Prediction: The NSA in the U.S., the GCHQ in the UK, and China's MSS through a variety of agencies and organizations (can you spell Huawei?) have gotten nearly every commercial enterprise concerned about who's listening in. Audio conferencing providers switching from 6- to 10-digit PIN's hasn't made your conference call any more secure -- just more frustrating to get into (yes, I know it cuts down on fraud). Web and video conferencing is a bit more secure -- it is easier to encrypt an all-digital transmission. In 2014, it is likely that multiple collaboration service providers three levels of increasingly secure digital conferencing as a new service. Think in terms of multi-factor authentication where only one instance of an individual's credentials can be used at any one time on the network (no forwarding the meeting invite), and when you need to step it up one notch, 'double wrap it' with two forms of encryption, e.g., encrypted once with RC4-256, then again with AES-246 bit.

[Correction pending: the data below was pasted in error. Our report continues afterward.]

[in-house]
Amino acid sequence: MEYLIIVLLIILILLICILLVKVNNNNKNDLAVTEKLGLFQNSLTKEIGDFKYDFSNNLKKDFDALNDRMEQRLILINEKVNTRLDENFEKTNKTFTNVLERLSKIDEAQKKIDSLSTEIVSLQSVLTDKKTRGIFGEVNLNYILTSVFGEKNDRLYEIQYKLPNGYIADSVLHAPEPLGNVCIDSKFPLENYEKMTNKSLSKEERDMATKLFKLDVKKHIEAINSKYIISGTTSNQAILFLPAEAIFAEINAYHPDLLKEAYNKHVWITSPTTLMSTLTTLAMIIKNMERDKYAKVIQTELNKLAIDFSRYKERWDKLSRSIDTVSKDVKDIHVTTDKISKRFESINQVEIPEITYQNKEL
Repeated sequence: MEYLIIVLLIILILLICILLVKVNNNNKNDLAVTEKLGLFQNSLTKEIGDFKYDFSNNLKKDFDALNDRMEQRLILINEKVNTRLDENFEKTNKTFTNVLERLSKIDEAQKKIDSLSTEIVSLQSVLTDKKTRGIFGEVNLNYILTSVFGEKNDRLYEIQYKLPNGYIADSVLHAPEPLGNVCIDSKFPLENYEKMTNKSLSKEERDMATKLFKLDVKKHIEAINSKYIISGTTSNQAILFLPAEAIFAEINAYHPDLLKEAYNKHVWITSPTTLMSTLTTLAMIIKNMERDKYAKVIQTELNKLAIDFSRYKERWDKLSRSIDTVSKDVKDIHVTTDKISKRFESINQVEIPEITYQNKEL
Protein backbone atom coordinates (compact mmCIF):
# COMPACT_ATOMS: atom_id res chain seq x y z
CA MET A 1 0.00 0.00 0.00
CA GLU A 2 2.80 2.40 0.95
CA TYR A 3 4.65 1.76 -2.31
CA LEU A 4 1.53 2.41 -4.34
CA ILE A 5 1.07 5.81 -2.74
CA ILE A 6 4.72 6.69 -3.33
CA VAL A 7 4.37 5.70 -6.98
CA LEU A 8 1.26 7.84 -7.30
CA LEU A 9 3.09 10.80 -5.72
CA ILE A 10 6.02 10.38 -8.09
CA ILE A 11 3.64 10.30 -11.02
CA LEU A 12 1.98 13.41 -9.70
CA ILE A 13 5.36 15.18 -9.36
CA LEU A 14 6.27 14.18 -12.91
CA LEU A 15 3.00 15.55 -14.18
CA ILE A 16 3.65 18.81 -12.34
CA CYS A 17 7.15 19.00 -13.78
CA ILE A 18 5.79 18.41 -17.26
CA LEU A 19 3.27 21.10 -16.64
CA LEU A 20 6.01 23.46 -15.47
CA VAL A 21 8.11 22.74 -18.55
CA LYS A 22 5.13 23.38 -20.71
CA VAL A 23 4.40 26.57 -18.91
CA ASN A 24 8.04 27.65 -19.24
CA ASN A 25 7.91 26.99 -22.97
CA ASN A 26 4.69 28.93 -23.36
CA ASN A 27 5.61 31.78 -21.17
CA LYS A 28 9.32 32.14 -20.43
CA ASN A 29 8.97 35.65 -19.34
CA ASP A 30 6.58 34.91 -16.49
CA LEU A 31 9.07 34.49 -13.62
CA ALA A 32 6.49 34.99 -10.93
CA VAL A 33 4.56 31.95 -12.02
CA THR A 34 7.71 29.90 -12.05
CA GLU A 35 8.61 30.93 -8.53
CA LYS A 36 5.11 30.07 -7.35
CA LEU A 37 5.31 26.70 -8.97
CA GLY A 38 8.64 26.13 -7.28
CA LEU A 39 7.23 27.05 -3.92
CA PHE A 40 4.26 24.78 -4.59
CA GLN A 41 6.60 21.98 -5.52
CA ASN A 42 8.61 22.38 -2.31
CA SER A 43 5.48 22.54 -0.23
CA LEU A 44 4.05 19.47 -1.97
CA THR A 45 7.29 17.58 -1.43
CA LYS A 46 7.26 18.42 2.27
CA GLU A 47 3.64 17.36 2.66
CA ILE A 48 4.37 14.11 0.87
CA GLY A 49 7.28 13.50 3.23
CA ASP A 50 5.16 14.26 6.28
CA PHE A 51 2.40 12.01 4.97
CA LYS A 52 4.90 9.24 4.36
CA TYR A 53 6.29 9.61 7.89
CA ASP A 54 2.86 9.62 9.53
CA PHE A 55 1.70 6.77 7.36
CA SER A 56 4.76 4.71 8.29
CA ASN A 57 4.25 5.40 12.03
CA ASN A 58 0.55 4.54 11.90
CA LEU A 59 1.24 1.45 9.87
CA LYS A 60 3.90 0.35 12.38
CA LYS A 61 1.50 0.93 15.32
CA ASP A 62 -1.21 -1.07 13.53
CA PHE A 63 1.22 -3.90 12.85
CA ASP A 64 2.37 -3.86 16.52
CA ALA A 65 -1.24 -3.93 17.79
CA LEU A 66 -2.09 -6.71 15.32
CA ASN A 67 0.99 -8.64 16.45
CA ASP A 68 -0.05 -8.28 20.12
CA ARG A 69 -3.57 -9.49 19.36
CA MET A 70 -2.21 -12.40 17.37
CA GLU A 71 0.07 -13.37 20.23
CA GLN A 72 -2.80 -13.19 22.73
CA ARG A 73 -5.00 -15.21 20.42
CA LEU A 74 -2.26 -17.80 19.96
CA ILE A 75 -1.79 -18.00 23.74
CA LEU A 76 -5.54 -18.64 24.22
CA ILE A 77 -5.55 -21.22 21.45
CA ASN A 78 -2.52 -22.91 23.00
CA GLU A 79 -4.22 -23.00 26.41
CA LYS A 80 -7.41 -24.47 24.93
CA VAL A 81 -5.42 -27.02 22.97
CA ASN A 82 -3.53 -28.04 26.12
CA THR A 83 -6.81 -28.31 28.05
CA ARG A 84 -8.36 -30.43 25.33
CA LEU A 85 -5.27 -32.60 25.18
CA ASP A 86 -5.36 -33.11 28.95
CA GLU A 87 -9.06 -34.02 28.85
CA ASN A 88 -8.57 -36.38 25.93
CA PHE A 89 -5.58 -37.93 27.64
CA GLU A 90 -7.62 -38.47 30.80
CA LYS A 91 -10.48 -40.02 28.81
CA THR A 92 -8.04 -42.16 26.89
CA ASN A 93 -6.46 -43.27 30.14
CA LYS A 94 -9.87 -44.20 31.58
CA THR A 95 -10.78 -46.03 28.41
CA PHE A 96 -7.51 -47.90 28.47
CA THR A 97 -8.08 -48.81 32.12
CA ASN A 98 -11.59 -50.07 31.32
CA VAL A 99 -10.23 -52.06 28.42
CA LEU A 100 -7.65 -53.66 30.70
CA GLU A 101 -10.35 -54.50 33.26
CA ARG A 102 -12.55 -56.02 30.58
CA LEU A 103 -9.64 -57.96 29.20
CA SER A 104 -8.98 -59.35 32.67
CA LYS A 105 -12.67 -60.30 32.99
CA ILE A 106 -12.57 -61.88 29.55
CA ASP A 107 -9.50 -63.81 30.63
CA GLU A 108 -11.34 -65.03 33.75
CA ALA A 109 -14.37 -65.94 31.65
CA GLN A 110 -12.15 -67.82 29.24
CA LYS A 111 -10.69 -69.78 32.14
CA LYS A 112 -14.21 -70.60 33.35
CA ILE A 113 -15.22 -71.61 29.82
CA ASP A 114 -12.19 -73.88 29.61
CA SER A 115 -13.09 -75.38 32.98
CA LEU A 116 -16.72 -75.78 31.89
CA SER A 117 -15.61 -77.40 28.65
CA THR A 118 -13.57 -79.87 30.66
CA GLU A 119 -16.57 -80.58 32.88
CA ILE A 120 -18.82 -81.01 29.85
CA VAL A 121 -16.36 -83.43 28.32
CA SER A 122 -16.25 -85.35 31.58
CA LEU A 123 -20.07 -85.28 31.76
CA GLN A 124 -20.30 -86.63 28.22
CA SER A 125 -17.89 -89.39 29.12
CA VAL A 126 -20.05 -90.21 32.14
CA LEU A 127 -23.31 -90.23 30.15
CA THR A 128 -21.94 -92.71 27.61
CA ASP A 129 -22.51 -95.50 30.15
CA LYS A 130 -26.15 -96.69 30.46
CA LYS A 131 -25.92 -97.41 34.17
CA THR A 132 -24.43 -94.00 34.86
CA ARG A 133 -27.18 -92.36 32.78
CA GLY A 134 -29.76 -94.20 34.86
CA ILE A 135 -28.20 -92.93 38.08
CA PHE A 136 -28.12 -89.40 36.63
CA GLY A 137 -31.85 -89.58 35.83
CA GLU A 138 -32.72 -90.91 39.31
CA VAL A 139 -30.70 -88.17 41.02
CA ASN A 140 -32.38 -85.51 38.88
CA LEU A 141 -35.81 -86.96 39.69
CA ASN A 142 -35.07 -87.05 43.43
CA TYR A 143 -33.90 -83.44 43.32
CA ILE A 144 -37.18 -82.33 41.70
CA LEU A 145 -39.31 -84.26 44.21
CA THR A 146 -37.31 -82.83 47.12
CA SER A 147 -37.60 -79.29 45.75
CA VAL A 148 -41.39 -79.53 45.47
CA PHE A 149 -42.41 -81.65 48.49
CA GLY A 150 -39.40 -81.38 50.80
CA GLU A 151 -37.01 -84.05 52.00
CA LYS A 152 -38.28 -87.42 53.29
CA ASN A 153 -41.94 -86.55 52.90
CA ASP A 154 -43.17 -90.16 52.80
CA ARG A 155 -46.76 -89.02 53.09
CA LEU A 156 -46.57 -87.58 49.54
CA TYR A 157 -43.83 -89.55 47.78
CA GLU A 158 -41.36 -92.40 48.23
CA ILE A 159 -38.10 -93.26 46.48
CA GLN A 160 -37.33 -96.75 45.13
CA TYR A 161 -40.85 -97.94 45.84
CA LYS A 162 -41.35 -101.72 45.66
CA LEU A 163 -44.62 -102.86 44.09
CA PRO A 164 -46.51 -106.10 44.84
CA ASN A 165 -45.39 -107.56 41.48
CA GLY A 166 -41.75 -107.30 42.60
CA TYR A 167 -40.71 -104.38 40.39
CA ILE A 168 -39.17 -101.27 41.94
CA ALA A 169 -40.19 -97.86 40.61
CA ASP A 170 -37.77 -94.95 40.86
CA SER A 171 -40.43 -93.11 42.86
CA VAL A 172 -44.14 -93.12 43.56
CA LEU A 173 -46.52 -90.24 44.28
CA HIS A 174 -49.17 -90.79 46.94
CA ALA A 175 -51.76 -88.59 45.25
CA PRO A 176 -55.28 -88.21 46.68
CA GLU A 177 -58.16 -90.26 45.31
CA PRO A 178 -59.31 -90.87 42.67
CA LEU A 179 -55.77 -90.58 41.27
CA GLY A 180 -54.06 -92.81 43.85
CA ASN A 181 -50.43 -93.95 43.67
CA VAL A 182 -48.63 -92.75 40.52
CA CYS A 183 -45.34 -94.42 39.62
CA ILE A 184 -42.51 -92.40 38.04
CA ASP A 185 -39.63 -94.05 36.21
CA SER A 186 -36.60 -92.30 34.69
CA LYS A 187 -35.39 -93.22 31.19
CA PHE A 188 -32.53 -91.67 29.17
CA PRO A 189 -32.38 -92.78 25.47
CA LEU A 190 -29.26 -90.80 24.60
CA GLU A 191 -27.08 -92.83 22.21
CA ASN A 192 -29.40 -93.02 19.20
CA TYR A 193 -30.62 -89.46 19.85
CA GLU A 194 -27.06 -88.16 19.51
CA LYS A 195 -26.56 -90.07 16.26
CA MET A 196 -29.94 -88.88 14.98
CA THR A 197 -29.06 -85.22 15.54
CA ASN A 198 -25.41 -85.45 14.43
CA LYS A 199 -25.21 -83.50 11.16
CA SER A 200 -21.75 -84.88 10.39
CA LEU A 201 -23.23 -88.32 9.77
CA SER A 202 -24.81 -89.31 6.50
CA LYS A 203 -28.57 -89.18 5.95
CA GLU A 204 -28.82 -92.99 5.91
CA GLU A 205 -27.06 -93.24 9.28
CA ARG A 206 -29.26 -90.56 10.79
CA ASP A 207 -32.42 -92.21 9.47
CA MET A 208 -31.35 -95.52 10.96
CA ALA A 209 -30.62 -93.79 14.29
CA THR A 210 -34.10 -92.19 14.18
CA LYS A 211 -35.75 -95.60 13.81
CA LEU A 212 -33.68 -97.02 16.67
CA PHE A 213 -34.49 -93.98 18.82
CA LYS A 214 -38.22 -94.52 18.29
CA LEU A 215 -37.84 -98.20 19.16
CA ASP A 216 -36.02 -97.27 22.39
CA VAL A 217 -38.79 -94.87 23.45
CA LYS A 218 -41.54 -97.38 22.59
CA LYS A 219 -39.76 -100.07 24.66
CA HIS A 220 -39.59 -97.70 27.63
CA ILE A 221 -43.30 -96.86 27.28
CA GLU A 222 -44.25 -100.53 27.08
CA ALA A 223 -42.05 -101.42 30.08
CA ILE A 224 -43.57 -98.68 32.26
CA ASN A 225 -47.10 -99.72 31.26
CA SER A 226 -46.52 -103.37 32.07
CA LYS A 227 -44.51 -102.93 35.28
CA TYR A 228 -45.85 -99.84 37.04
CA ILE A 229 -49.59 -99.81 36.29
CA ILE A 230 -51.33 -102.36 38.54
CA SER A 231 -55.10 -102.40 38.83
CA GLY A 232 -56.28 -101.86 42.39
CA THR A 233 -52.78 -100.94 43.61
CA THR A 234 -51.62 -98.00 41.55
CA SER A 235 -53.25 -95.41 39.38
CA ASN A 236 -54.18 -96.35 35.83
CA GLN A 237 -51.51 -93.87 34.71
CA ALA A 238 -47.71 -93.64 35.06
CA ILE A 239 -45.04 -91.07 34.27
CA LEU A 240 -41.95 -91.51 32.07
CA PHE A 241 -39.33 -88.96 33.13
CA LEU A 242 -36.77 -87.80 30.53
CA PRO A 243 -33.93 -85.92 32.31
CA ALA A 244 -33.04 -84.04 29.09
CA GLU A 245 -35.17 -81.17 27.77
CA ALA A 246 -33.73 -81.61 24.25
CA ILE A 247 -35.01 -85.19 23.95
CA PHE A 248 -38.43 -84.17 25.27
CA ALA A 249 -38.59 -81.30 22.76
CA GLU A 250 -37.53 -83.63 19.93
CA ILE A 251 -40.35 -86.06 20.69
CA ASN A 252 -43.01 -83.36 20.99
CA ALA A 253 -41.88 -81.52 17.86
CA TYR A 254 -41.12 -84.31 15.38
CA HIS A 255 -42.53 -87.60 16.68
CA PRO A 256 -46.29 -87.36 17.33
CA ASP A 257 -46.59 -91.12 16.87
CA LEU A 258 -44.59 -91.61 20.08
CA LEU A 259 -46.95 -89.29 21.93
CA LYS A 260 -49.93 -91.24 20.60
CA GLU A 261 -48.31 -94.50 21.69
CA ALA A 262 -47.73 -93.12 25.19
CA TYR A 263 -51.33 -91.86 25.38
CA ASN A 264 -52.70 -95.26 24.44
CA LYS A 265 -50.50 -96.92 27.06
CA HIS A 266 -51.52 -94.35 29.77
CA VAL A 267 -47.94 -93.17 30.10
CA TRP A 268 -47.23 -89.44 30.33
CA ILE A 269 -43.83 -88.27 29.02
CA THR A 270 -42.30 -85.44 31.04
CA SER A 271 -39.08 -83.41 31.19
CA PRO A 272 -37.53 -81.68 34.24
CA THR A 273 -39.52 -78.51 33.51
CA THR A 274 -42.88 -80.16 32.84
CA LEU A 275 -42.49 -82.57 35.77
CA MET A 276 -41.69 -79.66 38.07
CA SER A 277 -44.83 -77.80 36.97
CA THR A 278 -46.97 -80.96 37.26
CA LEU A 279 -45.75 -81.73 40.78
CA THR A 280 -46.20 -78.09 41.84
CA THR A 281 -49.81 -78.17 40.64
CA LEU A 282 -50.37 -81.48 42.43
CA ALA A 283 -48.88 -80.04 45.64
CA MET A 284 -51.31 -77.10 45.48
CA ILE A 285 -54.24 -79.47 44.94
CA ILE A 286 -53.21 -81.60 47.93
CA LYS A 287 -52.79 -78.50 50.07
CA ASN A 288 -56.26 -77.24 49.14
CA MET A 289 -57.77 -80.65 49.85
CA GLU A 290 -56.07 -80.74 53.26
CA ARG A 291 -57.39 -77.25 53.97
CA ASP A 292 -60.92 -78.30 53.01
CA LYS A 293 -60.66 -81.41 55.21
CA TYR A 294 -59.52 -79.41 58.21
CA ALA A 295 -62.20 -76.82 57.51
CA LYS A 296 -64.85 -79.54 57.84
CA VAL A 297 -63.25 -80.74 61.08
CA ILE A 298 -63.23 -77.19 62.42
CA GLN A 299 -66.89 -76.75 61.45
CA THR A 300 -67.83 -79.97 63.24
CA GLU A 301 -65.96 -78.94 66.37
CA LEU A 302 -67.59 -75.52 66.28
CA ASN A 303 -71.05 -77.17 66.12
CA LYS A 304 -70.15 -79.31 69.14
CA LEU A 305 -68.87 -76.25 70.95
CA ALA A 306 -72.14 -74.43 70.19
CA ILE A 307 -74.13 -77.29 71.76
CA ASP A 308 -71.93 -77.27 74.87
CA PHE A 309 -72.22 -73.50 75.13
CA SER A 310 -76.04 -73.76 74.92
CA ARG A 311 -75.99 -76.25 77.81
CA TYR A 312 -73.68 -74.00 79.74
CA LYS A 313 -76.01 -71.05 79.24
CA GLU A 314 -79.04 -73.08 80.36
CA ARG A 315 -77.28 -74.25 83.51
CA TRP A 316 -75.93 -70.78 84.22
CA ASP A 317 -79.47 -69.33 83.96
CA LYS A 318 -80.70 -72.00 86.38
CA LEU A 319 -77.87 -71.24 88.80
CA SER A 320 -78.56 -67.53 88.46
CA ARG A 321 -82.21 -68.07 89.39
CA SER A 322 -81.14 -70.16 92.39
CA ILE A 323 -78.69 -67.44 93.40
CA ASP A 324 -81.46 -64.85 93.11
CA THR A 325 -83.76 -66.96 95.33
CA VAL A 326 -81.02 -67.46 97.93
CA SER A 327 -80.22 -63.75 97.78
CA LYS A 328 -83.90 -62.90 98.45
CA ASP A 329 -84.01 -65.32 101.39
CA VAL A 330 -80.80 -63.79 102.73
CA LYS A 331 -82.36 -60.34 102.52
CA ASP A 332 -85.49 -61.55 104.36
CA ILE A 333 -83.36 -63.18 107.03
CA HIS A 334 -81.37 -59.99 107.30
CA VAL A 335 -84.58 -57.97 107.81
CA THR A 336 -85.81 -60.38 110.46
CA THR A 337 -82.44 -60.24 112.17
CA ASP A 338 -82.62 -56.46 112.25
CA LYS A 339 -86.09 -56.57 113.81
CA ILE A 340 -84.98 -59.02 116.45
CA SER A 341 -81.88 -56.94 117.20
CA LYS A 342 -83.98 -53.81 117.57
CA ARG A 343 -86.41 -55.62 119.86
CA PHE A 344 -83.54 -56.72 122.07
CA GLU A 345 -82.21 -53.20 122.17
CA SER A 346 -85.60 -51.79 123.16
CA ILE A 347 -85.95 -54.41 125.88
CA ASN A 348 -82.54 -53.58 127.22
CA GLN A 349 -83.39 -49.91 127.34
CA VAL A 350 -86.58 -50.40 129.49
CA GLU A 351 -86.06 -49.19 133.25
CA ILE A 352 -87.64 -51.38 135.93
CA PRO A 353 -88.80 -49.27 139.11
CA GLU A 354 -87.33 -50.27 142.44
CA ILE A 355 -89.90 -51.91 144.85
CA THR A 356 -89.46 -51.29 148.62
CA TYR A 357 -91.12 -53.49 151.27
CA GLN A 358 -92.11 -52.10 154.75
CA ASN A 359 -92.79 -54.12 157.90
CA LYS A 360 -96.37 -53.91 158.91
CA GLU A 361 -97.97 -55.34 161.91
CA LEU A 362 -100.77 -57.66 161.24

Recap: Missed it but who the heck knows the future? It is clear that most collaboration service providers (CSPs) don't have new services for security and multi-authentication (e.g. double wrapped forms of encryption or biometric authentication). A couple of thoughts here: a) it could be that everyone has resigned to the fact that the Brits, the Americans, and the Chinese will always be spying on everyone, so they should not talk about sensitive things online and have reverted to using payphones -- remember how people used payphones for covert conversations in the 1970's? (unlikely), b) it could be that CSPs did not find a way to monetize new security offerings and therefore did not create new services (likely) or, c) CSPs did introduce new security services, but it's a secret -- making the service all the more secure (most likely).